Ethical decision-making by mediators is, of necessity, contextual in nature. When mediators are confronted with an ethical dilemma such that they must choose between two or more ‘right’ or ‘good’ but contradictory courses of action, they must take numerous case-specific factors into account in arriving at a decision that they can justify. This article identifies some of the factors which mediators might take into account in deciding what is the ‘ethically fitting’ course to be followed. It provides detailed discussion of three factors which impact ethical decision-making by mediators. They are: the objectives and values given priority in mediation; the approaches or models of mediation chosen by a mediator; and the standards of conduct to which mediators are subject. In discussing these factors, attention is given to the debate concerning the appropriateness of evaluative mediation. Attention is also drawn to the difficulty involved in drafting standards of conduct for mediators. The focus of the discussion about mediator standards of conduct is upon Australia’s National Mediator Accreditation Scheme Practice Standards. As with most mediator standards, inevitably they provide no more than a set of core principles or values which form a framework for ethical decision-making by mediators.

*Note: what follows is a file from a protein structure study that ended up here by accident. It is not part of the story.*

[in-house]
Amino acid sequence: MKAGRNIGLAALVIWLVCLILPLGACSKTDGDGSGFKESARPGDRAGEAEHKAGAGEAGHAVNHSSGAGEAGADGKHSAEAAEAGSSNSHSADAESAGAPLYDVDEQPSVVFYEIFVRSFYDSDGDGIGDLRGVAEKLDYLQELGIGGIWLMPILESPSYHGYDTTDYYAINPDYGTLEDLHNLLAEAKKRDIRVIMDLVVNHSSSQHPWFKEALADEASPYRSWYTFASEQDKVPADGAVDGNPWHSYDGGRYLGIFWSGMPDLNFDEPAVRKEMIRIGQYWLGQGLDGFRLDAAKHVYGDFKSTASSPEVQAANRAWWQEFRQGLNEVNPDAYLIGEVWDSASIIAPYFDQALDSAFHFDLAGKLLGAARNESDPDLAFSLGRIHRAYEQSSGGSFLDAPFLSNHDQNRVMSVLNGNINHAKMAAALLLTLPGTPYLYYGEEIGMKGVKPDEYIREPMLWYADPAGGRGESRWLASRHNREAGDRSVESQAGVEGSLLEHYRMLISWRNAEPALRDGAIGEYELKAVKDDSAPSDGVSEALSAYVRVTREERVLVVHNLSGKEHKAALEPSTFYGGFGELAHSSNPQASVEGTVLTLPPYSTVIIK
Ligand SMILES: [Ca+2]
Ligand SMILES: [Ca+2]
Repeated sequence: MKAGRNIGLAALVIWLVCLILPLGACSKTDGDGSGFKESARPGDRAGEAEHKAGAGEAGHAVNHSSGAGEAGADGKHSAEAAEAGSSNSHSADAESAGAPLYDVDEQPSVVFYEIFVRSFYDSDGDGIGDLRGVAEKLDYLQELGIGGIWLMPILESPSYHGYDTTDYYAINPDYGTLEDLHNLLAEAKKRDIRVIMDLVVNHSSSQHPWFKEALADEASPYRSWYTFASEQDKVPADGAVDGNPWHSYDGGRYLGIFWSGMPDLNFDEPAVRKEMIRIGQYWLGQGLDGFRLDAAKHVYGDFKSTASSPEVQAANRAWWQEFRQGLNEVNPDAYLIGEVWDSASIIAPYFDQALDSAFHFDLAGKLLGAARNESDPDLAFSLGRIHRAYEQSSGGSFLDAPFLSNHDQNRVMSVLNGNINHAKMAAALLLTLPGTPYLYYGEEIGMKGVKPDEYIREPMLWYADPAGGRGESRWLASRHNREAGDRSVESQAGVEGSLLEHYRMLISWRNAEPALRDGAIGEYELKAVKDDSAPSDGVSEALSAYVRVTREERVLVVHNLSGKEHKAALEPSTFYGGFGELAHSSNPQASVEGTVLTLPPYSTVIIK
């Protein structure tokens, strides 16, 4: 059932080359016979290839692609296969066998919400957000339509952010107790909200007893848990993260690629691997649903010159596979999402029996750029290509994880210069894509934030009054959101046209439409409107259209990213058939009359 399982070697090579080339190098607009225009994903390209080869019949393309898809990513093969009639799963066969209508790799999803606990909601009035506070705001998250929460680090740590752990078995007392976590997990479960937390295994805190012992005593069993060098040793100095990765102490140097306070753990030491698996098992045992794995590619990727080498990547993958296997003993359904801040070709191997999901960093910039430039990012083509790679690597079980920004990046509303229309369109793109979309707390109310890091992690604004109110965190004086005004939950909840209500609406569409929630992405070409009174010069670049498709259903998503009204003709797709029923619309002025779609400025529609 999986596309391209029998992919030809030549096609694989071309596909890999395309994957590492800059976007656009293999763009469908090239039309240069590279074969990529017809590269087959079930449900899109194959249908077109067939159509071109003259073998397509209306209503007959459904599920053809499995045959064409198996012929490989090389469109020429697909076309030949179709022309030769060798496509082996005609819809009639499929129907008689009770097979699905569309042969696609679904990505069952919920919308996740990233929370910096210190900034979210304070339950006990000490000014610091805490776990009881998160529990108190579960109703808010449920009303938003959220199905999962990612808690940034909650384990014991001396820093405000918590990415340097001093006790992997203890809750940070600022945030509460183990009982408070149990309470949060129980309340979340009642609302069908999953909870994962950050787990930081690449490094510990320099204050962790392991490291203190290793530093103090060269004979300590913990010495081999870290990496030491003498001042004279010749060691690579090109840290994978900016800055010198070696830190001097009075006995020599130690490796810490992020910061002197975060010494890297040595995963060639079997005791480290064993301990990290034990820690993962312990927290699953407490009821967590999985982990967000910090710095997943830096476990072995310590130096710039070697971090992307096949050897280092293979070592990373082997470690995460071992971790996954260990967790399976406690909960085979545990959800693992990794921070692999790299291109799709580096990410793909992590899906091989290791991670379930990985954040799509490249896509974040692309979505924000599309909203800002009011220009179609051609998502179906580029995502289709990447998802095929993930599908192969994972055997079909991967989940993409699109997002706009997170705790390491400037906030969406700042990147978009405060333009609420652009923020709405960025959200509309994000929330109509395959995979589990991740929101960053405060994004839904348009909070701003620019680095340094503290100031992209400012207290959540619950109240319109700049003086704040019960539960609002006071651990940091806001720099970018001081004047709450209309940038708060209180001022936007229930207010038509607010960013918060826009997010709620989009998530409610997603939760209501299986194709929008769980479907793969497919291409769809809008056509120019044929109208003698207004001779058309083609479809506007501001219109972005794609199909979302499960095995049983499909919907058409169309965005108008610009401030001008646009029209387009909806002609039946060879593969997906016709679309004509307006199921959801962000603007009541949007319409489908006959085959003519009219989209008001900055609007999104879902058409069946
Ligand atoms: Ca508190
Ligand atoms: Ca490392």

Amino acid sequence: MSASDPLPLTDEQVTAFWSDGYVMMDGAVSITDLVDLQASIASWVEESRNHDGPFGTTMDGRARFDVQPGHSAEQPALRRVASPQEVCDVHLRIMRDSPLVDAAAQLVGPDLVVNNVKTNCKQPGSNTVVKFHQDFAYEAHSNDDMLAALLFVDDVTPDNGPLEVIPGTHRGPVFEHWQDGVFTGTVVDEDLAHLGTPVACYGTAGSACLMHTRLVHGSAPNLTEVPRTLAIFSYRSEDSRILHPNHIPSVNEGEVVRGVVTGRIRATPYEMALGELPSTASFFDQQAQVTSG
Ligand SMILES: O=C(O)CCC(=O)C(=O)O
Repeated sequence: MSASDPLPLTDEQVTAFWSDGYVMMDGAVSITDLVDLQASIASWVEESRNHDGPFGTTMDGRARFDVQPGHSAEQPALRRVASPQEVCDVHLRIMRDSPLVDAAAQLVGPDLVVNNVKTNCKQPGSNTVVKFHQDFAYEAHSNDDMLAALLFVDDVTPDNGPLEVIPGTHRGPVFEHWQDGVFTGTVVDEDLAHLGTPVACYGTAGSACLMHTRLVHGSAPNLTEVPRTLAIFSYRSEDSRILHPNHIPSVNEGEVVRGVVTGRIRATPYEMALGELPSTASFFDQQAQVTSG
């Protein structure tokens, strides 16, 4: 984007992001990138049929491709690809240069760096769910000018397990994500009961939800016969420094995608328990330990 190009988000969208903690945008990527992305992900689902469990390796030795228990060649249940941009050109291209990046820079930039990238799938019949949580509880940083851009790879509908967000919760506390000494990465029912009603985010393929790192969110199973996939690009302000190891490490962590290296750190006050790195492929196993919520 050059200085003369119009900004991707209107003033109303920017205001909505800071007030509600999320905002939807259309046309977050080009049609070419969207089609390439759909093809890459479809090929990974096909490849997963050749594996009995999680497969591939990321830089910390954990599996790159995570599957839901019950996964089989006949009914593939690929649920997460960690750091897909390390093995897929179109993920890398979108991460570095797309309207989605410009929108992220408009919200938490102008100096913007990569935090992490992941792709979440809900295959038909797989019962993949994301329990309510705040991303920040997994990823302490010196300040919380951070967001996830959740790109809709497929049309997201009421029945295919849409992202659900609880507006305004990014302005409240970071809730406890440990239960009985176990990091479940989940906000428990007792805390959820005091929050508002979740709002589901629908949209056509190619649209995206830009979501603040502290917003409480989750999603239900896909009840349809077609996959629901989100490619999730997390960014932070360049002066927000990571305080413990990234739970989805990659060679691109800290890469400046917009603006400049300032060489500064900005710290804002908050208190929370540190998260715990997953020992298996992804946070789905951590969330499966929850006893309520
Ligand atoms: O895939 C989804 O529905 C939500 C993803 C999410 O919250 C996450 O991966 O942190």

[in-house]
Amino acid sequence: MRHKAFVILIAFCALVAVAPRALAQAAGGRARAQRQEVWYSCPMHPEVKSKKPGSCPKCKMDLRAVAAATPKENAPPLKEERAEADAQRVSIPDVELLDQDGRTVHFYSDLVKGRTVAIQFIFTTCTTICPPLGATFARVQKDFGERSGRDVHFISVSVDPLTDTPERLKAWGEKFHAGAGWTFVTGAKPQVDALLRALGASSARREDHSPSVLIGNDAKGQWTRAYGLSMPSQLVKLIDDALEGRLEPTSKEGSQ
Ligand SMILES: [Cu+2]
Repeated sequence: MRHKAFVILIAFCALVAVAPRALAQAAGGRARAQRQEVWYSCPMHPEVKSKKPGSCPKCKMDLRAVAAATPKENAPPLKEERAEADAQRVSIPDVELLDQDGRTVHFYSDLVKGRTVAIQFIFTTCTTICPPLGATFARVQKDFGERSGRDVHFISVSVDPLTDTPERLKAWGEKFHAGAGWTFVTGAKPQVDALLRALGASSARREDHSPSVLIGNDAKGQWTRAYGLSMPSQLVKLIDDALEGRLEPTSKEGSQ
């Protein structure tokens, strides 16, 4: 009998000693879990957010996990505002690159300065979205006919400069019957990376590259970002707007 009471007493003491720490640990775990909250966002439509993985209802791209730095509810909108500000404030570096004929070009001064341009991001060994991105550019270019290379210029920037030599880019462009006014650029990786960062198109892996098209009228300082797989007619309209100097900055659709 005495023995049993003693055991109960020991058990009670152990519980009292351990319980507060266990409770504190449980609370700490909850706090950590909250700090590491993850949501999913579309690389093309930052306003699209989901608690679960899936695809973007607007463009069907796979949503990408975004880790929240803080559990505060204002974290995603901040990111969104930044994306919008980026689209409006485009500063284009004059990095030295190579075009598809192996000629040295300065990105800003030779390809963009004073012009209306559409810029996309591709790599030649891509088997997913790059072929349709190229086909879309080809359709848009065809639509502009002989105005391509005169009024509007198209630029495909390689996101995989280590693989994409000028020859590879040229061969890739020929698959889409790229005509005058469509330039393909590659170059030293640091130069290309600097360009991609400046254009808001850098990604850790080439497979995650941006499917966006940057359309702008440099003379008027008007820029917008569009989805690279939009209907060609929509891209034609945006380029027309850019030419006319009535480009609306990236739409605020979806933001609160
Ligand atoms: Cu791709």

|Number of pages||19|
|Journal||Law in Context|
|Publication status||Published - 13 Feb 2017|